New co­hort in Kanata’s L-Spark hits the ac­cel­er­a­tor

Ottawa Business Journal - Techopia - - Front Page - BY CRAIG LORD

L-Spark, the Kanata-based in­cu­ba­tor that is a part­ner­ship be­tween Wes­ley Clover and In­vest Ot­tawa, con­tin­ues to churn out promis­ing star­tups. The pro­gram in­cludes an in­cu­ba­tor for newer com­pa­nies and an ac­cel­er­a­tor for more ad­vanced com­pa­nies. Be­low, we check out the new co­hort in the L-Spark ac­cel­er­a­tor.

CAREERLAUNCH “We want to hit this mar­ket hard and fast.”

If you get a job straight out of col­lege or univer­sity in the next few years, it might be thanks to Jef­frey Doucet. He’s the founder of the com­pany that bills it­self as the first job search man­age­ment plat­form, CareerLaunch.

It be­gan as an app called “Quick Hire,” aimed at help­ing em­ploy­ers re­cruit for en­try-level po­si­tions. Then it evolved into a plat­form to help post-sec­ondary stu­dents or­ga­nize their job searches.

“We re­al­ized we weren’t solv­ing the prob­lem we were hop­ing to solve,” says Doucet, not­ing they were really look­ing to help stu­dents get hired out of school.

His team then de­signed a course to pro­vide stu­dents with the skills to get a job. CareerLaunch is the soft­ware that came out of that. It was de­signed to mimic that process.

The prod­uct is made avail­able through li­censed post-sec­ondary in­sti­tu­tions. It or­ga­nizes ap­pli­ca­tions, sends no­ti­fi­ca­tions of next steps, and pro­vides learn­ing ma­te­ri­als to stu­dents.

“It makes the job seeker much more ef­fec­tive,” Doucet says.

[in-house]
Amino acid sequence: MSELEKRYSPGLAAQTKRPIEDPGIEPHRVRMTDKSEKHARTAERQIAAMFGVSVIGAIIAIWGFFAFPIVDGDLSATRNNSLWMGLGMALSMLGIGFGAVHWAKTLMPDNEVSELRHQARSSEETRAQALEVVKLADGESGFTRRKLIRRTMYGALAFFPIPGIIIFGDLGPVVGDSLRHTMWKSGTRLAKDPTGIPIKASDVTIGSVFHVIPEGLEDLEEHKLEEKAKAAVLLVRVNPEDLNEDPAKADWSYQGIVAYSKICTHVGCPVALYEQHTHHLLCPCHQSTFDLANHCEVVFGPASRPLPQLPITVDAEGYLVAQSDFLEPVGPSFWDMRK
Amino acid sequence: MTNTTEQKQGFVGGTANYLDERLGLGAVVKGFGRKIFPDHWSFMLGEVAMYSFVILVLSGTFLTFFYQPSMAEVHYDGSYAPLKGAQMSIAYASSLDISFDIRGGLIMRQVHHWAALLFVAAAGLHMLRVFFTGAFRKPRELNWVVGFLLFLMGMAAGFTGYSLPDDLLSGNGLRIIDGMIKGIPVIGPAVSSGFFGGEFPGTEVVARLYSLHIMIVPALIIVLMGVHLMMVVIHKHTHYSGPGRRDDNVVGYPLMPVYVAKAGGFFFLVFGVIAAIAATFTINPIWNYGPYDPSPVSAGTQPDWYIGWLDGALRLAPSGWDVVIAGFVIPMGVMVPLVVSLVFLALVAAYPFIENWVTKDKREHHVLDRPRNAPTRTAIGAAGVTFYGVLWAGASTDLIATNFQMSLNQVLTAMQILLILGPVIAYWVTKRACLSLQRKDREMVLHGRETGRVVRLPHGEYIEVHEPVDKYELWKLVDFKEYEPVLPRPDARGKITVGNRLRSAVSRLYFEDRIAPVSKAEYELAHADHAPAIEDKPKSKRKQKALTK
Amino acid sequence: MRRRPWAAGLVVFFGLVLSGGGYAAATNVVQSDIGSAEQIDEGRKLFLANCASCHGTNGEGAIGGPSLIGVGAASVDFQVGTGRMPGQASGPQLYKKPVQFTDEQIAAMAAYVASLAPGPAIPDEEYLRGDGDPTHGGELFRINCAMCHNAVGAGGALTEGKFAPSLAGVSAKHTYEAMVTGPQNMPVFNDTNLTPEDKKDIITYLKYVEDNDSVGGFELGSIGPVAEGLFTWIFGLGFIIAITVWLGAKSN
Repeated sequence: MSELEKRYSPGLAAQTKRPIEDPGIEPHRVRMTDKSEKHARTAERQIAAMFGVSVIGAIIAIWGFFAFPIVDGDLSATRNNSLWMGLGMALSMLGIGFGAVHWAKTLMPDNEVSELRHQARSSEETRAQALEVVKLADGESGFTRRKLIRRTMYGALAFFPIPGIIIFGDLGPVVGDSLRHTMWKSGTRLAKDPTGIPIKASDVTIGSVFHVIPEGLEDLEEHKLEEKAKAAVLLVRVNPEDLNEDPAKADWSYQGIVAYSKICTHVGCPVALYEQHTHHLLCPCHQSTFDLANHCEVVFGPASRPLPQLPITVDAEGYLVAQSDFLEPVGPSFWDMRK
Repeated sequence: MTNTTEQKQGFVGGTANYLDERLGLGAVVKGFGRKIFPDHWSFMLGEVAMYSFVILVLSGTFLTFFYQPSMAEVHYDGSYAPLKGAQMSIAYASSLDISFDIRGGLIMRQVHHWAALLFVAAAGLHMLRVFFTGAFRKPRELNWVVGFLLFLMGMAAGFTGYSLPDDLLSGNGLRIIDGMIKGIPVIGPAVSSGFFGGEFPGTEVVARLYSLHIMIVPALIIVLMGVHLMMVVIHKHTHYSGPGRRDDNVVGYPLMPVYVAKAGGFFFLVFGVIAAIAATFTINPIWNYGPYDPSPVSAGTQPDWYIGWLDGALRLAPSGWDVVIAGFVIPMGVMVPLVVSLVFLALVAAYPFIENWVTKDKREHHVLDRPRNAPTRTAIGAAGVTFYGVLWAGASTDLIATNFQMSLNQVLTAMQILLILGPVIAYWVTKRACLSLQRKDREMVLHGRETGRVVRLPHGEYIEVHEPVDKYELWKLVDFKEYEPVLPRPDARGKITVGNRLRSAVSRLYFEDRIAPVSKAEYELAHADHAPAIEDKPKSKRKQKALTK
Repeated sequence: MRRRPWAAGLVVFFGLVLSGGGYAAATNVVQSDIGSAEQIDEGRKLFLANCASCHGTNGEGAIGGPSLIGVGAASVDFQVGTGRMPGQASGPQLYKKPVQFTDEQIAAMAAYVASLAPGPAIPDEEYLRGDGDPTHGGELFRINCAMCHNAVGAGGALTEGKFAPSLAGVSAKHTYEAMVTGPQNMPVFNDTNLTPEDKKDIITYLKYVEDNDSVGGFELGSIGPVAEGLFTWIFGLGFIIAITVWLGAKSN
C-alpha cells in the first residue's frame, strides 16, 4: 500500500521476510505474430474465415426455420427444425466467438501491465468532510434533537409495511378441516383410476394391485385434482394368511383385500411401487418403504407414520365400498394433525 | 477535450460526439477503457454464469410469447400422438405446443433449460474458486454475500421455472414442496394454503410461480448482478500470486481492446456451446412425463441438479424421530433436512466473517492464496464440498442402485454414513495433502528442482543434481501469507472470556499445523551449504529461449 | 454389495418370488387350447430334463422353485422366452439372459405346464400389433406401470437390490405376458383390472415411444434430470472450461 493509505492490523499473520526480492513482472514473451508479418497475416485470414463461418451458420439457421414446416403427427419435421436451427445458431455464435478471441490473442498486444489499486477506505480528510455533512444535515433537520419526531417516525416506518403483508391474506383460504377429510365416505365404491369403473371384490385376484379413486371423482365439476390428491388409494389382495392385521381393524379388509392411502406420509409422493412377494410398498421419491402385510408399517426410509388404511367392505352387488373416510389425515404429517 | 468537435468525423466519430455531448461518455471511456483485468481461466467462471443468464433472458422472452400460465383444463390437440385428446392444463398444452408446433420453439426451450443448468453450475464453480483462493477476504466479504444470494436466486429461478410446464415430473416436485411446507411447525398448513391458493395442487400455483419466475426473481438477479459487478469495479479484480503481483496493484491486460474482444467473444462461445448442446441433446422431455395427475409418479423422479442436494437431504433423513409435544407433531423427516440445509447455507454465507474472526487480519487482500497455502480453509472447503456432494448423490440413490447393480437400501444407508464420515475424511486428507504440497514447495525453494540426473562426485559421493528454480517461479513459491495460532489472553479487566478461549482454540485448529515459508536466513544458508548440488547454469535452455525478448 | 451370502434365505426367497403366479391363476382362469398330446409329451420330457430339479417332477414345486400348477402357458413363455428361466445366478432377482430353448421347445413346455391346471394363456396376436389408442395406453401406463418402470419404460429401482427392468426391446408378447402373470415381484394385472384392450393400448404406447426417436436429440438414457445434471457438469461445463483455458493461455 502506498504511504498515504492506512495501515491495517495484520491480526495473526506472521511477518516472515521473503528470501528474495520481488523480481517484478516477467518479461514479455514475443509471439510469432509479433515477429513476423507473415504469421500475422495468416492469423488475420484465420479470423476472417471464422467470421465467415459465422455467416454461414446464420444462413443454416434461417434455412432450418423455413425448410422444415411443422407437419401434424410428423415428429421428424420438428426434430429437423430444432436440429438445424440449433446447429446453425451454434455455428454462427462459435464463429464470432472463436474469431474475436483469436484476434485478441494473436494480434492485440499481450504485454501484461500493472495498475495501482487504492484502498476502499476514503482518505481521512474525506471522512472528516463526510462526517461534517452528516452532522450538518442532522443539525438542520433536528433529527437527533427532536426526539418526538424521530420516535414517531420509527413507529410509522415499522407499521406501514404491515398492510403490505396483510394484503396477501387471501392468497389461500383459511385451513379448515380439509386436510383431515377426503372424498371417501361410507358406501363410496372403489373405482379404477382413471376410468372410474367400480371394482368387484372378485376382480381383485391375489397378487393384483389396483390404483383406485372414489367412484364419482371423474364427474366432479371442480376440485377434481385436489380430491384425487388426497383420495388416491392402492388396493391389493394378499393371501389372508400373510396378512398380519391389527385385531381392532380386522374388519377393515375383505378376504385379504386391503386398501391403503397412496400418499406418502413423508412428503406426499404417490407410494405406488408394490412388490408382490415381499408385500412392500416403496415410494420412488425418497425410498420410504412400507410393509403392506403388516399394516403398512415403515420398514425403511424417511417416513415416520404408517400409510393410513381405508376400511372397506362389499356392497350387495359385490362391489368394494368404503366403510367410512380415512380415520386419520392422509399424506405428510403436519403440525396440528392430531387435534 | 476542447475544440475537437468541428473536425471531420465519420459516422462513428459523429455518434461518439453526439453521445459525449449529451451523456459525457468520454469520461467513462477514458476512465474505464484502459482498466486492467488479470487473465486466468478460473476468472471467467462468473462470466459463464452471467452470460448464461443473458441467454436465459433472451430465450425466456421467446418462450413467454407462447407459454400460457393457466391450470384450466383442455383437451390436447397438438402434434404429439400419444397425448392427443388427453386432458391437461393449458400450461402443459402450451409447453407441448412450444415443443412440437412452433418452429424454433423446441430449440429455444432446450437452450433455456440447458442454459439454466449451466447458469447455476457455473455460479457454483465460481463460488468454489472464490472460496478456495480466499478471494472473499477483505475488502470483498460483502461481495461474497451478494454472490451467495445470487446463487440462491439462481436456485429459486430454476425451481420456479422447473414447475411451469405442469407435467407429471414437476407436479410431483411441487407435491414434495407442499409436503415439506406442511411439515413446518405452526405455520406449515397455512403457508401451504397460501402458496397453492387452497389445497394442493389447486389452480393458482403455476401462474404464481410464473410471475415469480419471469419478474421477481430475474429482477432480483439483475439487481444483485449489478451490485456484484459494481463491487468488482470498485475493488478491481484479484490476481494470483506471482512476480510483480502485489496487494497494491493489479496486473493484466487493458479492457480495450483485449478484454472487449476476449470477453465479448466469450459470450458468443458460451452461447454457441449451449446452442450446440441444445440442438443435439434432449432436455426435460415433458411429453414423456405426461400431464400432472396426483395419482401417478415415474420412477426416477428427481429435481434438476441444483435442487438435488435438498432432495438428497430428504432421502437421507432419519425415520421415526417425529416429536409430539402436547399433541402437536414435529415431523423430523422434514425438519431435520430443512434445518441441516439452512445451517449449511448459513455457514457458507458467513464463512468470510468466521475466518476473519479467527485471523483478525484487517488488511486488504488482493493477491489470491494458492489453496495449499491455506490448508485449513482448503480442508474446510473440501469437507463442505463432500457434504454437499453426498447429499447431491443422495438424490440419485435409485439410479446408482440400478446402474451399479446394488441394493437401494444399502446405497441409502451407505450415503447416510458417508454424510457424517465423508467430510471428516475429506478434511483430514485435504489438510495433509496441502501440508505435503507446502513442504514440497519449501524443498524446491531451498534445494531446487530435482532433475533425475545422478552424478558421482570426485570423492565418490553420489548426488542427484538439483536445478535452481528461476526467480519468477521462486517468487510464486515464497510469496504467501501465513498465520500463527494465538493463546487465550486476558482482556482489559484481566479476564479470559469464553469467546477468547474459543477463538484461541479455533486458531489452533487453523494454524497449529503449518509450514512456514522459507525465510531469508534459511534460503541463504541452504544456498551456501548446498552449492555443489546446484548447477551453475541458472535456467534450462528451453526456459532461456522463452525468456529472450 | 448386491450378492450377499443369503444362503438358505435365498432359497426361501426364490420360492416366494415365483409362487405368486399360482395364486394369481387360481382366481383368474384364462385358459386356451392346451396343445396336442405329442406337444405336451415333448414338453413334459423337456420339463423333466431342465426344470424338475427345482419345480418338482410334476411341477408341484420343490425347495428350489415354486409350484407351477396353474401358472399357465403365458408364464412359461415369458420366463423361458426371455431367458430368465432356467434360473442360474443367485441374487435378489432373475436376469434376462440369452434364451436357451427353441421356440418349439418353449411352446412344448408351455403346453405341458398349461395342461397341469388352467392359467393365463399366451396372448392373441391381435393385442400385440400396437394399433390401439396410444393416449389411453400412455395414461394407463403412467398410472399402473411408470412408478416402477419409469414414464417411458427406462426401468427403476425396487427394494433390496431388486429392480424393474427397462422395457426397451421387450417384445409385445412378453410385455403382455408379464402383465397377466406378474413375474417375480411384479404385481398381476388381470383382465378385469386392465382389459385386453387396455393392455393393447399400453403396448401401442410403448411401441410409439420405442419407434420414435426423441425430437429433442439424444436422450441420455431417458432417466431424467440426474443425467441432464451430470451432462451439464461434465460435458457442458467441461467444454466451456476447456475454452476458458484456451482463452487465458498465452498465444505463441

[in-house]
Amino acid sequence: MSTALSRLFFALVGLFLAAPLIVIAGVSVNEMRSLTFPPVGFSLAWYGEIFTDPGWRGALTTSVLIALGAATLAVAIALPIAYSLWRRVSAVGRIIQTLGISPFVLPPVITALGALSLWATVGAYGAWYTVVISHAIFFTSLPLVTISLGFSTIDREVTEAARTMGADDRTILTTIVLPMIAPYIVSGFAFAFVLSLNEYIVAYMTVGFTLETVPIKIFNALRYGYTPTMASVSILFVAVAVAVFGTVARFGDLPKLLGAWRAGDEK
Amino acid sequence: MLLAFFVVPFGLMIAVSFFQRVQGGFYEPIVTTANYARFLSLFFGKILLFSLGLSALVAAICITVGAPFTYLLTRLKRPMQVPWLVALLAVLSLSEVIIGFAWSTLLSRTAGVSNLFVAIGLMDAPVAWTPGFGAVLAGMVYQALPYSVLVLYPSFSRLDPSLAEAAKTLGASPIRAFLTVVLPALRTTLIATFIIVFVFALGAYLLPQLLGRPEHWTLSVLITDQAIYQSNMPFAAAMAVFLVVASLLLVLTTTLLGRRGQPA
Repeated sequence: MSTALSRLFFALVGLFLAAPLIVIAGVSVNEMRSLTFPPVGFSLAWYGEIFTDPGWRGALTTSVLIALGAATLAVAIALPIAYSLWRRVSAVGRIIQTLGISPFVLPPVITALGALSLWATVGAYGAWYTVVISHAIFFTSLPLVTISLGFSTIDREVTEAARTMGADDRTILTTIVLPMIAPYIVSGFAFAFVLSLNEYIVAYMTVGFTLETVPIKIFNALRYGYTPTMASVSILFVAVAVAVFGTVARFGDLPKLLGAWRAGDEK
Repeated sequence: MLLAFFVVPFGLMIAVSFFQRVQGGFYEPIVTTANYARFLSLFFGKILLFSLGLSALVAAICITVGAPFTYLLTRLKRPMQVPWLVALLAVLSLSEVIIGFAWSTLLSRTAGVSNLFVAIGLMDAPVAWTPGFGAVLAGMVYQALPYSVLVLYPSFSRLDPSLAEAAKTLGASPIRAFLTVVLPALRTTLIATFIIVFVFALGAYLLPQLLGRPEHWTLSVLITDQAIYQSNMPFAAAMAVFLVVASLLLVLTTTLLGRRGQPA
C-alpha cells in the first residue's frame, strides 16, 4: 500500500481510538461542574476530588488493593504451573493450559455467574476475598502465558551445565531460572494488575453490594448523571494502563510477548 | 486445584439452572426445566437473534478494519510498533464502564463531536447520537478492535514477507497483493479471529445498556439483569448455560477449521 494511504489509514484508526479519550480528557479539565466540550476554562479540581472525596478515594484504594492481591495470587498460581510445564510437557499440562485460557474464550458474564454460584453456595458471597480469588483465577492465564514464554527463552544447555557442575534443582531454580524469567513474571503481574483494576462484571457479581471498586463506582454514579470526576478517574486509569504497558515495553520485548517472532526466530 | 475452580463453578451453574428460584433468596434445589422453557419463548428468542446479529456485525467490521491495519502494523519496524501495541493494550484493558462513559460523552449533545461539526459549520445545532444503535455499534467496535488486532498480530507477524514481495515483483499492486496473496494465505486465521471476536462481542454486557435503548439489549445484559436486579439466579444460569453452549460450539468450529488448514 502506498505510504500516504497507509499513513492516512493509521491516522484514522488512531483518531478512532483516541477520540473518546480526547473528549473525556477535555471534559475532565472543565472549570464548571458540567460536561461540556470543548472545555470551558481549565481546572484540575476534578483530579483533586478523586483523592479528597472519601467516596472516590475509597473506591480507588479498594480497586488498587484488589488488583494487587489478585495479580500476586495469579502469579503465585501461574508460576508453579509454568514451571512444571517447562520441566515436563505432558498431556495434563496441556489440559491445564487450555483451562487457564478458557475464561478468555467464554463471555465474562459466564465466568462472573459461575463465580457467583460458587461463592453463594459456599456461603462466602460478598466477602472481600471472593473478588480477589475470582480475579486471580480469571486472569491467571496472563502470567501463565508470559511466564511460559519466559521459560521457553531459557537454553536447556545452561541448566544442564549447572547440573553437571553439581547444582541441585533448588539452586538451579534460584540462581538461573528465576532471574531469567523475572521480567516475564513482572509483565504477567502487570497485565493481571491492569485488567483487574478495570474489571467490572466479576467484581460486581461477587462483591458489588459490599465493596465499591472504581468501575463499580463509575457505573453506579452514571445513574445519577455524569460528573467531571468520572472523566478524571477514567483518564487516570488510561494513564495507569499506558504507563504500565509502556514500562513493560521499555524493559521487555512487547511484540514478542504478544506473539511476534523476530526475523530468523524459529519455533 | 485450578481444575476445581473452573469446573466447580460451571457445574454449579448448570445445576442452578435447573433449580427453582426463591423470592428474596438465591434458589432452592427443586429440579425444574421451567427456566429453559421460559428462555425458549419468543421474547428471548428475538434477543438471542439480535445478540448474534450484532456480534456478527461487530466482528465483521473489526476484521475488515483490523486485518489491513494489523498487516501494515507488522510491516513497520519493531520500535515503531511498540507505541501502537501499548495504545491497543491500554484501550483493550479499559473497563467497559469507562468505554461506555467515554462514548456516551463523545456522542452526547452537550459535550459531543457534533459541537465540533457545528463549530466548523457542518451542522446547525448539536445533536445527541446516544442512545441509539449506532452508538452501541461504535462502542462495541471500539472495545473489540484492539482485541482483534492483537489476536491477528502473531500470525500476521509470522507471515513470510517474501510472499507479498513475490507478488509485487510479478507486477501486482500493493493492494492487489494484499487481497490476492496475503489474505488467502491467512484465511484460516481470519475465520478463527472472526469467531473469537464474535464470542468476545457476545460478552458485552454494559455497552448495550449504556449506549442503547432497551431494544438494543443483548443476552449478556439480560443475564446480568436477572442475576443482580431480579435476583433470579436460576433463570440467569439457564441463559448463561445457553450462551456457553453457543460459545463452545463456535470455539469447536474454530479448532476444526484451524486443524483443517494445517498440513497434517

The Toronto-based com­pany was at a cross­roads a few months ago, af­ter it locked down an ini­tial part­ner­ship with Ry­er­son Univer­sity. It could have grown slowly and fo­cused on pre-ex­ist­ing cus­tomers, or it could aim at an enor­mous in­ter­na­tional mar­ket of job seek­ers.

“For us, grow­ing slowly wasn’t an op­tion we were ex­cited about. We want to hit this mar­ket hard and fast.”

That need drove Doucet and co-founder Tris­tan Toye to L-Spark. Though just a few weeks into the pro­gram, the men­tor­ship avail­able through the ac­cel­er­a­tor has made an im­me­di­ate im­pact on CareerLaunch’s tra­jec­tory.

“A lot of the value is in the peo­ple who walk through the door,” Doucet says.

CareerLaunch launches with part­ner schools in On­tario in just a few weeks time.

CLINICONEX “Hav­ing to ex­e­cute even faster. Hav­ing to get deals done faster. Hav­ing to raise money ear­lier.”

An­thony Mar is no stranger to the L-Spark pro­gram. Cliniconex, a SaaS com­pany that helps doc­tors’ of­fices save money on missed and resched­uled ap­point­ments, was a prod­uct of the in­cu­ba­tor.

“As the dead­line to ap­ply was ap­proach­ing, I started think­ing about the con­tri­bu­tion [L-Spark] made to the com­pany in the in­cu­ba­tor,” Mar says.

Cliniconex re­cently missed out on a first round of fund­ing. Prospec­tive in­vestors said missed met­rics were to blame. Nonethe­less, the progress the com­pany ex­pe­ri­enced made ap­ply­ing for the ac­cel­er­a­tor an easy de­ci­sion.

“We were really close to rais­ing a round. That was be­cause of L-Spark,” Mar says. If that’s what the pro­gram can do in a few month, he adds, the nine-month ac­cel­er­a­tor pro­gram will yield even greater re­sults.

It was a nat­u­ral tran­si­tion, too, from the in­cu­ba­tor to the ac­cel­er­a­tor. Mar says the two-dozen pitches he has done in the past few months made the suc­cess­ful ap­pli­ca­tion to the ac­cel­er­a­tor pos­si­ble.

“I needed the in­cu­ba­tor to get into the ac­cel­er­a­tor,” he says.

Liv­ing up to its name, Mar says the ac­cel­er­a­tor has made ev­ery­thing in the com­pany move at a faster rate.

“We have higher expectations now of our­selves to ac­com­plish things,” he says. “Hav­ing to ex­e­cute even faster. Hav­ing to get deals done faster. Hav­ing to raise money ear­lier.”

But that’s the kind of en­vi­ron­ment Mar says the co­hort needs. The ac­cel­er­a­tor is teach­ing the co­hort how to be the CEOs of fast-grow­ing com­pa­nies.